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Universities nationwide face antisemitism lawsuits en masse

UCLA was hit this week with a discrimination lawsuit alleging administrators allowed students to take control of the campus and establish “Jew exclusion” zones.

The complaint marks the second lawsuit in the span of one month to be filed against UCLA alleging rampant antisemitism, part of a bevy of legal actions universities across the nation face in the aftermath of aggressive, and sometimes violent, pro-Palestinian campus protests.

Multiple colleges and universities face antisemitism lawsuits that cite in part unlawful encampments, verbal assaults, and hostile takeovers of their schools in recent months in the wake of the Hamas terrorist attacks against Israeli citizens on Oct. 7. Harvard, Northwestern, Rutgers, UNLV and UC Davis are all grappling with such suits, among others.

Columbia University — which made national headlines in May after pro-Hamas activists took over a campus building — was too, but this week settled with a Jewish student who had filed the complaint, agreeing to “the creation of a ‘Safe Passage Liaison’ who will have authority to open alternative entrances and exits to students with existing 24-hour security escorts,” the Washington Post reported.

Some of the lawsuits aim for class-action status.

“On May 20, 2024, a Northwestern University student filed a class action lawsuit against the school, alleging that inaction by its leadership against antisemitic behavior fostered a hostile on-campus environment that traumatized its Jewish student population,” a FeganScott case overview states of the lawsuit against Northwestern.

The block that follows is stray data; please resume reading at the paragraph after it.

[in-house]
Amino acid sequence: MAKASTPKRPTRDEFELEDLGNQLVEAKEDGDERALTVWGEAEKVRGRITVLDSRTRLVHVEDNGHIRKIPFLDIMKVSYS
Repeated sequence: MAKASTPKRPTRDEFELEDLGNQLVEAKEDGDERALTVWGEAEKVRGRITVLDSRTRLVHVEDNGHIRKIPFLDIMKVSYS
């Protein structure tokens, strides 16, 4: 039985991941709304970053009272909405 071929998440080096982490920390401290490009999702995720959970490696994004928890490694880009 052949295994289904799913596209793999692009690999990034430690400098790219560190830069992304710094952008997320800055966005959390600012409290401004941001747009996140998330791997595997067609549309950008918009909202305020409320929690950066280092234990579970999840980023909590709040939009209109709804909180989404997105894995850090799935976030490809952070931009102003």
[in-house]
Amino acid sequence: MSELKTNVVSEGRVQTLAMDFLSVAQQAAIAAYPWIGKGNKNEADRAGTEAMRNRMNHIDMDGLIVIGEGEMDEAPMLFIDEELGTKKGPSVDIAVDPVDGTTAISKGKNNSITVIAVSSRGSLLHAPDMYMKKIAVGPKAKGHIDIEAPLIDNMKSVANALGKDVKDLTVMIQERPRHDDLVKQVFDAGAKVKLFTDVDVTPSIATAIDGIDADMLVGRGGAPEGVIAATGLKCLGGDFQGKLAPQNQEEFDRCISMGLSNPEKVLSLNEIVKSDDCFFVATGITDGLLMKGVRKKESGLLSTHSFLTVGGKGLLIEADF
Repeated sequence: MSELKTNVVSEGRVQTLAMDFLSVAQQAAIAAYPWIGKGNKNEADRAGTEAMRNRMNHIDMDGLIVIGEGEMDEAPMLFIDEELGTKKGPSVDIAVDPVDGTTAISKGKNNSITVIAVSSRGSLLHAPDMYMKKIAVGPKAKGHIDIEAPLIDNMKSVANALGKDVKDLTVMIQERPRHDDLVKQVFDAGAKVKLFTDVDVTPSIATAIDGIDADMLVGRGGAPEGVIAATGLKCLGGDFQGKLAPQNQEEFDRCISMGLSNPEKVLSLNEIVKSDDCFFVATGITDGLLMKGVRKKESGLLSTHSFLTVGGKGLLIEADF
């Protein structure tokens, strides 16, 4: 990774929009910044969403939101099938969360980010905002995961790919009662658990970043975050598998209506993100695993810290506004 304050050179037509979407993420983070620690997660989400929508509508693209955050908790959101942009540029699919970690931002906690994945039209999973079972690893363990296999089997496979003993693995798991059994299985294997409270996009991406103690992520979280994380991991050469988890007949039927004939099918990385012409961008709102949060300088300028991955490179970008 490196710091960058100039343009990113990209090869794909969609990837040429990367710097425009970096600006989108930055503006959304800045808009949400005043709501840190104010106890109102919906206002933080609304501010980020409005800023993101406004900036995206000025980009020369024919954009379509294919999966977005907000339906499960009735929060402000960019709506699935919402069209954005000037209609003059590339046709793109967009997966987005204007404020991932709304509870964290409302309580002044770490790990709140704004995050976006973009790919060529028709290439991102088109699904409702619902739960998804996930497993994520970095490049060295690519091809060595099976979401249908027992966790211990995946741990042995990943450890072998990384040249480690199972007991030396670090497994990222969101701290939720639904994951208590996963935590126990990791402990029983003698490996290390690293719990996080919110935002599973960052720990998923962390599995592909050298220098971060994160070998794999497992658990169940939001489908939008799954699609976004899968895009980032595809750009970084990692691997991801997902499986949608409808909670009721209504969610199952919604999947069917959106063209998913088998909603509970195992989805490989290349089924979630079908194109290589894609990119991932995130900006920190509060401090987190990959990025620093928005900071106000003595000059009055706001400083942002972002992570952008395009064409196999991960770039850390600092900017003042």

According to its website, FeganScott “is a nationwide class action law firm.”

“For months, Northwestern and its leadership chose to turn a blind eye to rising antisemitism in hopes that it wouldn’t reach crisis levels, and it completely consumed the campus,” attorney Jonathan Lindenfeld of FeganScott said in a provided statement to The College Fix.

“Through our lawsuit, we intend to set a precedent that universities do not have a choice when it comes to addressing potential threats to students, including antisemitism, and must take meaningful action to ensure the safety and well-being of everyone on their campuses,” Lindenfeld said.

Northwestern did not respond to requests from The College Fix seeking comment.

At the University of Nevada, Las Vegas, Jewish student Corey Gerwaski “is suing the university and several student groups that support Palestine, alleging he experienced antisemitism on campus…that led to pain and suffering,” KSNV News 3 reported.

“Antisemitism in colleges becomes U.S. government policy post-university,” Sigal Chattah, one of Gerwaski’s attorneys, told The College Fix via email.

The UNLV case is not only about antisemitism, Chattah said. It is also about “anti-American policies that we are seeing today and the threat of U.S. foreign policy.”

“The failure of academia to address these progressive narratives over the course of decades is how we got to the situation we are today,” Chattah said.

Tony Allen, a spokesman for UNLV, told The Fix that the university “does not comment on active litigation.”

At UC Davis, Jewish resident Jonathan Groveman is suing the school over civil rights violations, CBS News reports.